Where I’m from, the question “Are you an OU or OSU fan?” tends to be fairly common. In fact, I can count the times someone has asked me that in the past six months and fill at least one hand. Bedlam is practically a state-wide holiday, and in all honesty, I’ve never quite been able to pretend to care all that much.
I’ve been on the campus of Oklahoma State University and the University of Oklahoma numerous times. Both of them are beautiful, complete with massive buildings boasting some of the state’s most authentic architecture. They both have the look and feel you’d expect from a Division I school. I’ve never seen UGA, Yale, or Ole Miss. But I’m sure the campuses are very similar to that of OU and OSU. I never really bought into that feel, and to this day, I haven’t been able to really regret it.
During the summer between eighth and ninth grade, I attended a summer camp at the University of Central Oklahoma. I stayed in a dorm on the campus, ate lunch in the cafeteria. Classes were held in actual classrooms and our evenings were spent in the library, waiting for a computer to open up so we could get on AIM and brag to our friends.
It’s hard to remember the moment I fell in love with UCO. That week I spent on campus was fantastic, and between making friends (with whom I never really talked to after that) and enjoying the beautiful campus, I always sort of thought it was a good fit. I wasn’t even thinking about college, but maybe that’s because I already knew I’d found mine.
A few months later, I’d picked up baton twirling and was seated in the stands at a marching band competition. All of my friends were on the field and I was crossing every set of fingers and toes I could that they would bring home a good finish. The bands marched in to cadences played by the UCO Drumline, and for the crowd’s entertainment, the UCO Feature twirler was on the 50 yard line. I looked at the girl there and turned to my friend’s mom, proudly saying “I’m going to be her someday.”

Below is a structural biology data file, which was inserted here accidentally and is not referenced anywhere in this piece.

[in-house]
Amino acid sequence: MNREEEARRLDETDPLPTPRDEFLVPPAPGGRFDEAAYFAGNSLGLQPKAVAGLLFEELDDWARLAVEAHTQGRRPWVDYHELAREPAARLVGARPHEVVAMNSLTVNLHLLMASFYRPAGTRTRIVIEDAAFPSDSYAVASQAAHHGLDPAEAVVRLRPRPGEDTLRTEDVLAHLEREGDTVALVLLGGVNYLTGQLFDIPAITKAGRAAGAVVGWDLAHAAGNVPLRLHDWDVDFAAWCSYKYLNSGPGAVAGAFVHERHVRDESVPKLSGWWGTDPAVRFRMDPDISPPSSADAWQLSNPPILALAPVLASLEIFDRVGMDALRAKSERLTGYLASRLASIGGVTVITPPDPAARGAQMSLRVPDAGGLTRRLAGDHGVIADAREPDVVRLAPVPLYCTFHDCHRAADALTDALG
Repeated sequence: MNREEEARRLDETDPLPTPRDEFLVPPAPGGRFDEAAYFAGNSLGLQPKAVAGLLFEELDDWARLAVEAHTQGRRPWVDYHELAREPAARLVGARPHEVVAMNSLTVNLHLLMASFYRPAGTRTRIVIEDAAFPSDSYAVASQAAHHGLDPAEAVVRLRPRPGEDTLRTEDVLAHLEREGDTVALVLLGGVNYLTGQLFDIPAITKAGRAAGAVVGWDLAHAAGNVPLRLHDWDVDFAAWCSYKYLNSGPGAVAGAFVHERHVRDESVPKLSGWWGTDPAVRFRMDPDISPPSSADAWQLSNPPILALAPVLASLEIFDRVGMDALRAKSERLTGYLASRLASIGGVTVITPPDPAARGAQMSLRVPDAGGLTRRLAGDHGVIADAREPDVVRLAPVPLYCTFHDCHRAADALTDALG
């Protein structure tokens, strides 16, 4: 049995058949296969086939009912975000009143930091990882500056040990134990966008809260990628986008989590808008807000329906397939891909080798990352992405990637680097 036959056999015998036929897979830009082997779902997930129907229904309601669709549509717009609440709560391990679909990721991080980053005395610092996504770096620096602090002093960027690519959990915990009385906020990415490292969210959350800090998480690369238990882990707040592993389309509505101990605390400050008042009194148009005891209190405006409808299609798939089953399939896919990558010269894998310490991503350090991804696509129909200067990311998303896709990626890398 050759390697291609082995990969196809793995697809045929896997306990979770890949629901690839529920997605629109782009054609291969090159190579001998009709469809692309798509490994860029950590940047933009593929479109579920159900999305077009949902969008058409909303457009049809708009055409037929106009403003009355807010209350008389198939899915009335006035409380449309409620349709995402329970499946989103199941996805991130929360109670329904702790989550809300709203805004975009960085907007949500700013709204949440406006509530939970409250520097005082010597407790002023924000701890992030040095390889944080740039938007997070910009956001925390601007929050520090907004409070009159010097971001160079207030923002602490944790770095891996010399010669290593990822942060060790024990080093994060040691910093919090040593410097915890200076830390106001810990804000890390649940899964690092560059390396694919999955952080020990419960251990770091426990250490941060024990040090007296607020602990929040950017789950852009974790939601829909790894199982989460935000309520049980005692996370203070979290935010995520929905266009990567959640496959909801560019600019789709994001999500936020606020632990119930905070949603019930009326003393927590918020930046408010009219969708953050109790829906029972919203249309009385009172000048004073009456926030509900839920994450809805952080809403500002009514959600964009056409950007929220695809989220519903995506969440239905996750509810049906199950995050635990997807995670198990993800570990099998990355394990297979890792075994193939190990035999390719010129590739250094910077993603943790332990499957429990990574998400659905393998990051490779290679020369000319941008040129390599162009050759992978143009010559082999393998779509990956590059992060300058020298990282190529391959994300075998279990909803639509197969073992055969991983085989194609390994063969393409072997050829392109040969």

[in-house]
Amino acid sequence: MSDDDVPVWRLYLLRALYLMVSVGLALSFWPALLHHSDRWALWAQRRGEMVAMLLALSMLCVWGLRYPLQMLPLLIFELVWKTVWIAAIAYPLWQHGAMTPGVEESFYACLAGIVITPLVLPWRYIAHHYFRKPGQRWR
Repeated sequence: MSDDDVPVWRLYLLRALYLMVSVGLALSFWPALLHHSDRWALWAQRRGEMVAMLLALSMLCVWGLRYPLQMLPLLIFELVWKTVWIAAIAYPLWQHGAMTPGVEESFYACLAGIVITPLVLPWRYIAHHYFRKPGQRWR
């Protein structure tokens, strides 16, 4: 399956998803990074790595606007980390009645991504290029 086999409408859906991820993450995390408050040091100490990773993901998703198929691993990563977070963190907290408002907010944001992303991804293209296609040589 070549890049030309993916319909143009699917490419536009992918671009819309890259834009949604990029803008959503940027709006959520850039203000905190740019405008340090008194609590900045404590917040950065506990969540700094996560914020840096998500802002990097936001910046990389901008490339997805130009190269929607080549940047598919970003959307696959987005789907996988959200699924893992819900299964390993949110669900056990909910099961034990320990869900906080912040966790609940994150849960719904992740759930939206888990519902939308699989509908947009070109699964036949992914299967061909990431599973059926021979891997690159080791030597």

I spent five seasons as the UCO Feature Twirler. For nine semesters, I worked toward my degree. Plenty of times, I had to explain to my family (mostly from up north, like Illinois and Michigan) that, even though they might not have heard of it before, UCO was important. My degree was going to be worth something, something more than just the name of my university.
Even now, working back at my alma mater, I’m constantly faced with the challenge of living up to the two bigger schools in our state. UCO isn’t the same atmosphere as either of the other schools. We have old buildings and pretty architecture, but we also have a culture that is completely unique to our school. We have value that is unrivaled. Nationally, we’re ranked and honored. UCO is quality that can’t be beat.
Central is currently celebrating it’s 125th anniversary year. Next week is homecoming, and despite the amount of work that means for my office, I’m so blessed to be a part of ensuring that it’s an unforgettable experience for our alumni. This year’s theme is “First and Forever Central.” The latter part of that theme rings truest to me. Central is more than four years. It’s more than a bachelors or a masters, it’s more than the degree you are working toward.
Central is community. It’s quality, value and substance. Central is home. Central is the people I met and the inspiration I found. Central is part of who I am as a person, it’s part of my story. It’s forever, and I am forever Central.